Reynold "Rene" Anselmo was a Boston native and World War II Marine Corps veteran. Anselmo moved to Mexico after the war, but later returned to the United States to help run the Spanish language television network Televisa, and later to co-found PanAmSat. PanAmSat gained a foothold in the television market by providing satellite services for private commercial communication networks, such as those used by international conglomerates to connect far flung manufacturing operations around the globe or provide data connections between a large number of retail outlets and corporate headquarters.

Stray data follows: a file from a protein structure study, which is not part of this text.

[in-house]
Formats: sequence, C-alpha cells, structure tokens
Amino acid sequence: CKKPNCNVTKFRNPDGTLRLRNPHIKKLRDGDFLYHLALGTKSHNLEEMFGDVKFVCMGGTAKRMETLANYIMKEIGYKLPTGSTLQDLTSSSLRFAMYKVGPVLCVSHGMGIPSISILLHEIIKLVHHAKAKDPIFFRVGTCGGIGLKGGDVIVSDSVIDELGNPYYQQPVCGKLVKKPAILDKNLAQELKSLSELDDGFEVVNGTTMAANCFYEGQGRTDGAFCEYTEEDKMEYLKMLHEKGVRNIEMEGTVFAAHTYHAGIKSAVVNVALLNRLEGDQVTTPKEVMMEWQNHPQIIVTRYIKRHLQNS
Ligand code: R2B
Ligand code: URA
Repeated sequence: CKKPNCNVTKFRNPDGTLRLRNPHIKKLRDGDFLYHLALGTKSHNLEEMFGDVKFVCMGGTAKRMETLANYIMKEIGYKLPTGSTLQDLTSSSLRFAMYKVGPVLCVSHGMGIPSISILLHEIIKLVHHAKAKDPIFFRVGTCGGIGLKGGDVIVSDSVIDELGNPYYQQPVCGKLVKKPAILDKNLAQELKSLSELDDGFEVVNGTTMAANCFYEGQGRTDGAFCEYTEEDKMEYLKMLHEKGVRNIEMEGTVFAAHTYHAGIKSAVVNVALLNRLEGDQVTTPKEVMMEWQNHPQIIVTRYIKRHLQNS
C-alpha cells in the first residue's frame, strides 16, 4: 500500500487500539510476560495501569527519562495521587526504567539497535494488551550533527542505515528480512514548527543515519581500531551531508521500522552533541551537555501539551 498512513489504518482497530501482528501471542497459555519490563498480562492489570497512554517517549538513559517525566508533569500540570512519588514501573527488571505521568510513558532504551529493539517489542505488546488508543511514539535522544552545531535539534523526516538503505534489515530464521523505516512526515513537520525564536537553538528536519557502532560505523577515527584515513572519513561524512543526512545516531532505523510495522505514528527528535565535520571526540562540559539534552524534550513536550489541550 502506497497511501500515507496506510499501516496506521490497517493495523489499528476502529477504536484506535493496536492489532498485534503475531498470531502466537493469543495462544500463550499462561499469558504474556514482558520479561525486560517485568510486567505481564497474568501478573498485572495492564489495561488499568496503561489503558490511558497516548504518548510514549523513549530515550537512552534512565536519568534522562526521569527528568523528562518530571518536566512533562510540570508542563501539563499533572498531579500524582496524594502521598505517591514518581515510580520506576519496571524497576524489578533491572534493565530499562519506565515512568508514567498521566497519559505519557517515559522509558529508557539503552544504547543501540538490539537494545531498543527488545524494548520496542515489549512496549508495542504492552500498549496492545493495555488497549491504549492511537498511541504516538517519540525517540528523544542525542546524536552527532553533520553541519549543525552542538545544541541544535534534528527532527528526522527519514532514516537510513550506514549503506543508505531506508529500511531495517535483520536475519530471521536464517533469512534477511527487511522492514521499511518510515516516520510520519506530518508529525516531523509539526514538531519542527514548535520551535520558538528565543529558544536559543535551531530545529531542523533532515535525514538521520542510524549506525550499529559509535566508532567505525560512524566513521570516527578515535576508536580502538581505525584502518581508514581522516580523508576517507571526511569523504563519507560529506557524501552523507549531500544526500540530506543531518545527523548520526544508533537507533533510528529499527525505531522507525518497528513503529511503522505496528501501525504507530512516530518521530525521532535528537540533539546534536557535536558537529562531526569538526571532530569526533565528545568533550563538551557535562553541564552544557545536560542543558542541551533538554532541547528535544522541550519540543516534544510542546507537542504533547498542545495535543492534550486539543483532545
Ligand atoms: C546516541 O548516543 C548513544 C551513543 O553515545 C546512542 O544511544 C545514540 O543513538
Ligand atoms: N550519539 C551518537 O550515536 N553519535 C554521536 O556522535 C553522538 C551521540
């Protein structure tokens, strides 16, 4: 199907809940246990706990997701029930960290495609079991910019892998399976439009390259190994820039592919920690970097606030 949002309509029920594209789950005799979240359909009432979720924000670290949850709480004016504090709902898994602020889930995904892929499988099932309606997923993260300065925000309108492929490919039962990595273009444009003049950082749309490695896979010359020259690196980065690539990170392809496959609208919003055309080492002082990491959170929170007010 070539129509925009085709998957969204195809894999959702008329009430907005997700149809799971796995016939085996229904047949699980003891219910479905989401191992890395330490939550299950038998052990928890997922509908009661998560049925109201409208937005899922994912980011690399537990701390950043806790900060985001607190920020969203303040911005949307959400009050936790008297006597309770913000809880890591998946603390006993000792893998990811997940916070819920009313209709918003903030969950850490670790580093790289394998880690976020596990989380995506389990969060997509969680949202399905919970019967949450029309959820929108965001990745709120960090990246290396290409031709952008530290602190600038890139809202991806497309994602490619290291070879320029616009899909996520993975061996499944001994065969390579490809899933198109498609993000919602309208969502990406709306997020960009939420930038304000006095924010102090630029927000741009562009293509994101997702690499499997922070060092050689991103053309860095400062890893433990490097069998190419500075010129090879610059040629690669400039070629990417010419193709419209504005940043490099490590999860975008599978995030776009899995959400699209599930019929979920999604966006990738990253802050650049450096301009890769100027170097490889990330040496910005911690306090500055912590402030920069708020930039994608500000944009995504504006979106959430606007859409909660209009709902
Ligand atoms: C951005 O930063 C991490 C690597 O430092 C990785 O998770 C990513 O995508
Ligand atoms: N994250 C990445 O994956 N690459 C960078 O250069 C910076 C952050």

He was a man with "unflinching self-confidence and willingness to risk all in his fight to upend the status quo," Space News stated in a tribute to Anselmo. He challenged the monopoly in satellite provision held by Intelsat in the 1980s, taking out full-page ads in the Wall Street Journal asking political leaders, including former U.S. President Ronald Reagan, to open up the satellite telecommunications market. He was responsible for the daffodils in Greenwich, Connecticut and left Panamsat to his wife, Mary Anselmo.